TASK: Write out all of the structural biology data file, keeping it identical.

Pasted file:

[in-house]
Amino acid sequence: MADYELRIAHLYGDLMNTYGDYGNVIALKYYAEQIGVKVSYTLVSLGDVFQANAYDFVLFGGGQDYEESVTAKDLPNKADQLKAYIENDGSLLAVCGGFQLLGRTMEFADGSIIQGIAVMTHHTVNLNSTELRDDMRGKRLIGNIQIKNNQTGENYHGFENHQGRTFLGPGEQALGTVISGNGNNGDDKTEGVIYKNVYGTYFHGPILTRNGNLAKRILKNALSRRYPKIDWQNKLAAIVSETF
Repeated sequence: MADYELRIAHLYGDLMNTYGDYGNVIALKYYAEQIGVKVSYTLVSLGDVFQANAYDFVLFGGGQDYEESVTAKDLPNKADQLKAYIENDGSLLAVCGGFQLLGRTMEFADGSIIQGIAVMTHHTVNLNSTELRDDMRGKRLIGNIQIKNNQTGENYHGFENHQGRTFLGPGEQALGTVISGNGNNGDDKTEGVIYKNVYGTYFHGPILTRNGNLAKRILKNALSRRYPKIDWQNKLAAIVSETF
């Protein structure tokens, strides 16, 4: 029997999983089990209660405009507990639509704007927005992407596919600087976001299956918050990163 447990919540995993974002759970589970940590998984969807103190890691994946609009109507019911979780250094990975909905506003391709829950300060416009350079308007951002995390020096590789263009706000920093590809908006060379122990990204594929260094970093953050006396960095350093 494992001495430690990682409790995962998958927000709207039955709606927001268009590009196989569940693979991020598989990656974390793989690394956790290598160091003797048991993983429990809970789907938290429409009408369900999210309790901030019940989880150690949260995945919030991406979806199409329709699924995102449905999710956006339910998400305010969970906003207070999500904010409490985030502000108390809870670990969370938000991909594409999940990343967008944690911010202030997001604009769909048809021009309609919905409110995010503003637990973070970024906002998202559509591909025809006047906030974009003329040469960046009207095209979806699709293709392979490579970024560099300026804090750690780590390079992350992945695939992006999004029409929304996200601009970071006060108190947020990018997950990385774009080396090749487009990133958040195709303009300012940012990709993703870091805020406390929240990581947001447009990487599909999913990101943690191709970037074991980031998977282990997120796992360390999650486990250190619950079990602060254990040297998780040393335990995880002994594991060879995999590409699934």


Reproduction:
[in-house]
Amino acid sequence: MADYELRIAHLYGDLMNTYGDYGNVIALKYYAEQIGVKVSYTLVSLGDVFQANAYDFVLFGGGQDYEESVTAKDLPNKADQLKAYIENDGSLLAVCGGFQLLGRTMEFADGSIIQGIAVMTHHTVNLNSTELRDDMRGKRLIGNIQIKNNQTGENYHGFENHQGRTFLGPGEQALGTVISGNGNNGDDKTEGVIYKNVYGTYFHGPILTRNGNLAKRILKNALSRRYPKIDWQNKLAAIVSETF
Repeated sequence: MADYELRIAHLYGDLMNTYGDYGNVIALKYYAEQIGVKVSYTLVSLGDVFQANAYDFVLFGGGQDYEESVTAKDLPNKADQLKAYIENDGSLLAVCGGFQLLGRTMEFADGSIIQGIAVMTHHTVNLNSTELRDDMRGKRLIGNIQIKNNQTGENYHGFENHQGRTFLGPGEQALGTVISGNGNNGDDKTEGVIYKNVYGTYFHGPILTRNGNLAKRILKNALSRRYPKIDWQNKLAAIVSETF
């Protein structure tokens, strides 16, 4: 029997999983089990209660405009507990639509704007927005992407596919600087976001299956918050990163 447990919540995993974002759970589970940590998984969807103190890691994946609009109507019911979780250094990975909905506003391709829950300060416009350079308007951002995390020096590789263009706000920093590809908006060379122990990204594929260094970093953050006396960095350093 494992001495430690990682409790995962998958927000709207039955709606927001268009590009196989569940693979991020598989990656974390793989690394956790290598160091003797048991993983429990809970789907938290429409009408369900999210309790901030019940989880150690949260995945919030991406979806199409329709699924995102449905999710956006339910998400305010969970906003207070999500904010409490985030502000108390809870670990969370938000991909594409999940990343967008944690911010202030997001604009769909048809021009309609919905409110995010503003637990973070970024906002998202559509591909025809006047906030974009003329040469960046009207095209979806699709293709392979490579970024560099300026804090750690780590390079992350992945695939992006999004029409929304996200601009970071006060108190947020990018997950990385774009080396090749487009990133958040195709303009300012940012990709993703870091805020406390929240990581947001447009990487599909999913990101943690191709970037074991980031998977282990997120796992360390999650486990250190619950079990602060254990040297998780040393335990995880002994594991060879995999590409699934």